Inkjet brings efficiency to books

25 Aug 2017
Topics: books

Dan Rogers is head of publishing at Smithers Pira


Dan Rogers looks at global trends in book sales and explains how digital print is enabling publishers to keep "virtual stock". 

In recent years, sales of books have varied across regions. In mature markets such as Western Europe, North America and Japan, retail sales have declined, as has readership, where printed book sales were largely driven by a handful of bestselling titles. In transitional economies such as Brazil and Mexico, sales grew alongside government initiatives to promote educational books, although sales declined in Russia and Poland. In emerging markets such as China and India, the book sector expanded as a reflection of the emerging affluent middle class.

The number of new titles published globally was flat, whereas the number of reprints grew. Only a few countries such as the UK, US, Spain, and Taiwan took advantage of globalisation and exported books internationally. Across regions there has been a growing trend towards consumers preferring online buying to physical stores. Transition from physical book selling to online book selling has enabled retailers to reach new markets and customer segments, and reinvent the value chain.

Structural changes in the book printing value chain, changes in the printing technology and falling readership have fuelled decline in the book production across regions. Opportunities in book print lie in the implementation of more efficient printing technology, such as on-demand digital printing that can reduce waste and inventory costs, as well as exporting to emerging markets.

A wide range of processes are currently employed in book printing. Offset lithography remains the most common process, with smaller amounts of digital and then flexo (mainly covers); gravure and letterpress are also being employed. Sheet-fed offset has traditionally been used for shorter runs and high-quality printed books, with applications including covers, book jackets and colour sections for many books, with specialist large format perfecting book presses widely used to print short to medium runs.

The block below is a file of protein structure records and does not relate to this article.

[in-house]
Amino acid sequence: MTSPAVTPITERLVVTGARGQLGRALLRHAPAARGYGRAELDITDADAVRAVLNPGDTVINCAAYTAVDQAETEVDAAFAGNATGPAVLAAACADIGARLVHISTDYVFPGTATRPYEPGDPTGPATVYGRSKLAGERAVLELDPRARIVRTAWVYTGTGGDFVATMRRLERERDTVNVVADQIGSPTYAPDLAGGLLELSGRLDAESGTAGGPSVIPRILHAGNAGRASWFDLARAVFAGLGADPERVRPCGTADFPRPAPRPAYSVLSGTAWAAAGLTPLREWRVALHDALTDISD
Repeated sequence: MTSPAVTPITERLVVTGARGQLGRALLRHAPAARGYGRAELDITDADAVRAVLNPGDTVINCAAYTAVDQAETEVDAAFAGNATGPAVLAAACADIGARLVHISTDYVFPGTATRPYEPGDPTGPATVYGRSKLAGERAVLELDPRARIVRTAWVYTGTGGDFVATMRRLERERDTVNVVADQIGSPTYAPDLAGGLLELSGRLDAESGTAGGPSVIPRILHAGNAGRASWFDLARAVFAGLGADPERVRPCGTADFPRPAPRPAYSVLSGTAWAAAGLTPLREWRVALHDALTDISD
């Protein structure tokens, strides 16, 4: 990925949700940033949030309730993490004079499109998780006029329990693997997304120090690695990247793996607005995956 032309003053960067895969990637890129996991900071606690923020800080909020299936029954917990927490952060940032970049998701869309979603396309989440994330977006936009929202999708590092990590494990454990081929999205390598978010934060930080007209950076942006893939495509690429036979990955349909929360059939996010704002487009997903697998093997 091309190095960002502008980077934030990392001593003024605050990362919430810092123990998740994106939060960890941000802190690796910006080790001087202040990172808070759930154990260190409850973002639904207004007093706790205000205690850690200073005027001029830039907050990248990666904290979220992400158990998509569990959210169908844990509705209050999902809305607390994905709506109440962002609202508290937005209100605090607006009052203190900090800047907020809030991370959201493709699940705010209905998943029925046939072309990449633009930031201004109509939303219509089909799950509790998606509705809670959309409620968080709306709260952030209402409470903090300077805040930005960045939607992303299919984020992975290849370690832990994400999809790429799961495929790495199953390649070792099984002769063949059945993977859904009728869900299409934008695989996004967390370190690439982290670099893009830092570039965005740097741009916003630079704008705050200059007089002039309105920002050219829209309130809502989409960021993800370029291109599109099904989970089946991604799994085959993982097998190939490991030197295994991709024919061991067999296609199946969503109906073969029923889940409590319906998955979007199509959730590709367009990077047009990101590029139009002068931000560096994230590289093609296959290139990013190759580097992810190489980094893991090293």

There is a new trend of modern publishers holding 'virtual stock'. Publishers no longer think solely in terms of seasonal launches supported by an upfront print run and volumes of stock. Rather they operate a process with a wide range of books stored in an electronic format, to be printed on demand in response to a customer order.

For the buyer this reduces time cost of having to search for books second-hand or using inter-library loans. Essentially, the publisher can charge royalties for the publication, and the printer receives a fee.

High-volume inkjet is being rapidly adopted by book printers across the world as supply chains develop to print smaller batches quickly and economically. High-speed inkjet presses, linked to sophisticated finishing systems, are now allowing the economic production of mono and colour titles, either as book blocks or folded sections.

Global book printing revenues were $34.1 billion in 2014. In 2015 they to fell back 2.4% at 2014 prices and exchange rates to $33.2 billion. Going forward, revenues are expected to fall by 0.9% on average by 2020 to $31.8 billion. Volumes are predicted to increase by 0.6% annually to 1.95 trillion prints.

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